While it's good to see AMD do something decent that performs well finally, I'm not so sure it's enough at this stage. AMD needs all the good press they can get but $450 seems a bit much when comparing it to the 8800GT @ $250 without a large towering lead. Furthermore the 8800 GT SLI gives it a pretty good stomping @ $500. Hopefully the multi-gpu solution is more painless and driver bugs get worked out soon.

    Also, it would be a big disappointment and misstep for Nvidia not to produce a single GPU real soon that ties or supersedes 8800 ultra SLI performance. It's been 15 months since 8800 ultra came out, that's normal time for a generation leap (6800,7800,8800). So unless Nvidia has been resting on it's laurels it should produce a killer GPU, and then if they make it a multi-GPU solution it should by all means smoke this card. Here's hoping Nvidia hasn't been sleeping and just make another minor 8800 revision and call it next gen, then by all means ATI will be a competitor.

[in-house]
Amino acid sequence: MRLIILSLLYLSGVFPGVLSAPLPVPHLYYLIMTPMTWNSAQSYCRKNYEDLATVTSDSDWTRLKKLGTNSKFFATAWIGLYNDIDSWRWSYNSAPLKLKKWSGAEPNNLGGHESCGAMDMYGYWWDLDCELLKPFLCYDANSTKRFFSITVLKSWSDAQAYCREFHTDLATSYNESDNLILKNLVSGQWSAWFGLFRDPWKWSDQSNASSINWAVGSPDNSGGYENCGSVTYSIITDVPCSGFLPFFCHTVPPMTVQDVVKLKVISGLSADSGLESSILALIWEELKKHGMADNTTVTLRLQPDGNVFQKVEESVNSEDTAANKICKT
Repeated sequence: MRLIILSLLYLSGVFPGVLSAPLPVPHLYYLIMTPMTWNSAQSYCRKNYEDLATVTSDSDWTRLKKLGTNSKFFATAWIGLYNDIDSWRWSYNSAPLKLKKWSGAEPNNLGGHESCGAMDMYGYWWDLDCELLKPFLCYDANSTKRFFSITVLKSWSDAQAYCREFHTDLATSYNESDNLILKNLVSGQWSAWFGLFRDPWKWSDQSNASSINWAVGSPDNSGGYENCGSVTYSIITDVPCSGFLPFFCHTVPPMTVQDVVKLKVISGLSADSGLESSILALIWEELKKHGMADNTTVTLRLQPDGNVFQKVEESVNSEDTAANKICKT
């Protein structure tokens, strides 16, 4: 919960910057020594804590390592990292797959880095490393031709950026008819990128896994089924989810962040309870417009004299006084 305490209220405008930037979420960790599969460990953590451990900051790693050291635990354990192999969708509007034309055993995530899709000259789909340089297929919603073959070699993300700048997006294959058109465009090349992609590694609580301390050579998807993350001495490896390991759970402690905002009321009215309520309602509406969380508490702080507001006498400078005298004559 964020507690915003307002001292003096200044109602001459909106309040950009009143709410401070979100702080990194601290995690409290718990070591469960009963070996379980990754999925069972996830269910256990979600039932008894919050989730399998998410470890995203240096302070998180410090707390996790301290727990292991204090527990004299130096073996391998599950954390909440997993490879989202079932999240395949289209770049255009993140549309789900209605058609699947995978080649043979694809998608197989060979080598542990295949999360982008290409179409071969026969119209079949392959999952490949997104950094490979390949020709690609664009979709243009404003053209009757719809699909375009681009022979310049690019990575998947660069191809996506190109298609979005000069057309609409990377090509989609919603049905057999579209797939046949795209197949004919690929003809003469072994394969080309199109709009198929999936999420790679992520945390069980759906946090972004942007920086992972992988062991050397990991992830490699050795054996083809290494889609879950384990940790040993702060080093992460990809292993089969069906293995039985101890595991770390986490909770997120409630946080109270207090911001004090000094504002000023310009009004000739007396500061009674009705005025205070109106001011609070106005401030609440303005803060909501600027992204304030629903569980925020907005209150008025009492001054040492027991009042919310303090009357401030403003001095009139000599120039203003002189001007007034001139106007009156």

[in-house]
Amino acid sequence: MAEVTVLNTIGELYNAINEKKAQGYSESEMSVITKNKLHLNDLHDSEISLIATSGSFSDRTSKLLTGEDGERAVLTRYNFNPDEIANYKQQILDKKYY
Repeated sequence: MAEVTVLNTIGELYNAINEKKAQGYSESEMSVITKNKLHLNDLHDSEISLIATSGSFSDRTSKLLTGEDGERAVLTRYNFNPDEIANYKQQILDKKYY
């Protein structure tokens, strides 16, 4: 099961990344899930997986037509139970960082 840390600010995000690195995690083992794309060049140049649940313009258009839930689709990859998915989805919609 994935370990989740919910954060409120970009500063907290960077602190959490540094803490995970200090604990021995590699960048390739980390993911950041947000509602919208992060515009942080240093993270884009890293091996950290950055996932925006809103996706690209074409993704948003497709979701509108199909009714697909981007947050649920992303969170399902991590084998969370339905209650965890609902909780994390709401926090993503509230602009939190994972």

Reply
  • MadBoris - Saturday, February 02, 2008 - link

    Also from a price/performance ratio it would be nice to see how it performs against a 8800GT SLI 256MB in current games. 8800 GT 256MB SLI can be had for $430 and I would guess it would perform better at low-med resolutions than this x2. Reply
  • Giacomo - Saturday, February 02, 2008 - link

    I wouldn't spend four hundred bucks for gaming at 1280x*, one single 512MB GT or GTS is more than enough for that.

    And as you scale up to 1680*1050, I personally believe that buying 2x256MB is silly. Therefore, I believe that the 512MB one is the only reasonable 8800GT.

    Your plan sounds like low-res overdriving and doesn't seem wise to me.

    Giacomo
    Reply
  • MadBoris - Saturday, February 02, 2008 - link

    It's not my plan, I just said it would be good for a price/performance comparison for something like a future review.